Being taken advantage of

Growing up there was always a side to me that aimed to please. There were times when me being kind was an opportunity for others to take advantage and sadly that is invariably what happened.

That said, it’s easy to become resentful of people and situations, when we’re taken for granted; primarily because we’re not in full control of our own thoughts or feelings; but being assertive helps.

Being assertive

Being assertive protects us from being told what to do and when to do it. It also respects the rights and needs of others, because we learn to compromise and be respectful of each other’s opinions.

When we’re assertive we identify the feelings that allow us to say what we want to happen. We can then behave in a calm and reasonable manner, to resolve conflict amicably.

I do however think it’s wise for us to choose our battles carefully. Situations may arise where we don’t have to be assertive; because what is being asked of us is something we’re happy to do. It’s important to be assertive when we need to. Only we can determine whether we’re being taken advantage of.

Evaluate our feelings

When we come to evaluate our feelings, we will know whether we’re being taken advantage of and that of course will need remedying. Speaking from my own experience (and we’ve probably all experienced it to some extent), those who take advantage will continue, until we say something.

It may seem out of character and a challenge for us to say something. The hard part is choosing our words carefully, so that the other person isn’t easily offended. Letting someone down gently is the best way forward. If we start off by telling them how we feel, that has to be better than starting off a sentence with the words ‘you said.’

It’s important to know that there is always another option open to us, we must say no, if we feel we’re being taken advantage of.

3 Jul, 2011

8 thoughts on “Being taken advantage of

  1. I’m not too assertive and let others do what they want; like my daughter and her boyfriend living with us.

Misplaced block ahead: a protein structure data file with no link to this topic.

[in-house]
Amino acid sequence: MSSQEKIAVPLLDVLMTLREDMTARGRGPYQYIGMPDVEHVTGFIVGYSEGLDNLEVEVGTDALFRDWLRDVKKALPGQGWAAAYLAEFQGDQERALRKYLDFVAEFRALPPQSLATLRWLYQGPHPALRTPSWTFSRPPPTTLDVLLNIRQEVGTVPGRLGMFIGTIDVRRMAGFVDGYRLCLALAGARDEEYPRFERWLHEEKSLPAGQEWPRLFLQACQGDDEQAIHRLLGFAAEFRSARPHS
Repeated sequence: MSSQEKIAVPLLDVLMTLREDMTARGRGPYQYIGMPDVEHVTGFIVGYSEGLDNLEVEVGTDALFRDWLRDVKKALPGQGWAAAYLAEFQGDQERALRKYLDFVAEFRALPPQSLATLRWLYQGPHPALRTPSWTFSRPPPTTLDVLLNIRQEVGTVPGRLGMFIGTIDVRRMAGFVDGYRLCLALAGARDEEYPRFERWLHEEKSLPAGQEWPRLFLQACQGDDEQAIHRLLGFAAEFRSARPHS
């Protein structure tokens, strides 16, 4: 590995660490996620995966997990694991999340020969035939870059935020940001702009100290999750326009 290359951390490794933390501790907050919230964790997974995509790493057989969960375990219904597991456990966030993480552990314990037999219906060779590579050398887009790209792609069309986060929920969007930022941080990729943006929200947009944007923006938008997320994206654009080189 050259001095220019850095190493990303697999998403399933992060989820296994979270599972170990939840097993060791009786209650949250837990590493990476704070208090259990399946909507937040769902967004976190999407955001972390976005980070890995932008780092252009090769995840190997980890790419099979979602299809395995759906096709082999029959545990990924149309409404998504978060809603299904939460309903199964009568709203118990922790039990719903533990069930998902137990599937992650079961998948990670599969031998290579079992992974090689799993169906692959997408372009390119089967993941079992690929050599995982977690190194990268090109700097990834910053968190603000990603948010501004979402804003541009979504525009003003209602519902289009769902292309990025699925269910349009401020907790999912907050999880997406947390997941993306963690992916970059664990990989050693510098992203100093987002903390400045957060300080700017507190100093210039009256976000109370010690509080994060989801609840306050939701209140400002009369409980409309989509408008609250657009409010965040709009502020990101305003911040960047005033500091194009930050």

I usually get around to letting them know how I feel but a lot happens in that time and I’m so furious when I do tell them I’m afraid I’ll say something completely out of line. I’ve never been assertive.

    My first husband abused me verbally and I could never stand up to him until he threatened our daughter. Sometimes it takes something drastic to get me to assert myself.

    1. Thank you for being so honest Lisa. I think being assertive is not as easy as it sounds. If you’re not used to saying what needs to be said, it’s very easy for others to take advantage.

      I agree with your sentiments that when we’ve got to boiling point, usually through anger or frustration we speak out. You did it back then with your first husband. Maybe now that you’ve done it once, you can learn to do it again.

      You will feel so much better. Sometimes we just have to do it whatever the cost. The cost is usually too great if we don’t.

  2. Very good post today. My mother was not an assertive type. She always wanted to please and not rock the boat. She could be taken advantage of to a point. Marlene is very much the same. It is scary how alike they are.

    I tend to be a person who drums to his own drummer most times. The one person I have trouble saying no to is my father. Mostly I want to keep the peace and not start a fight. In that way I am like my mother.

    1. Thanks Randy, I understand completely. In my experience those who take advantage, will continue to do so unless we speak out.

      Of course, it’s okay to want to keep the peace, but I feel a compromise would always be the answer.

        1. I totally get what you’re saying Randy; but don’t you think there’s an element that he chooses not to know what it means? I should think it’s easier for him that way.

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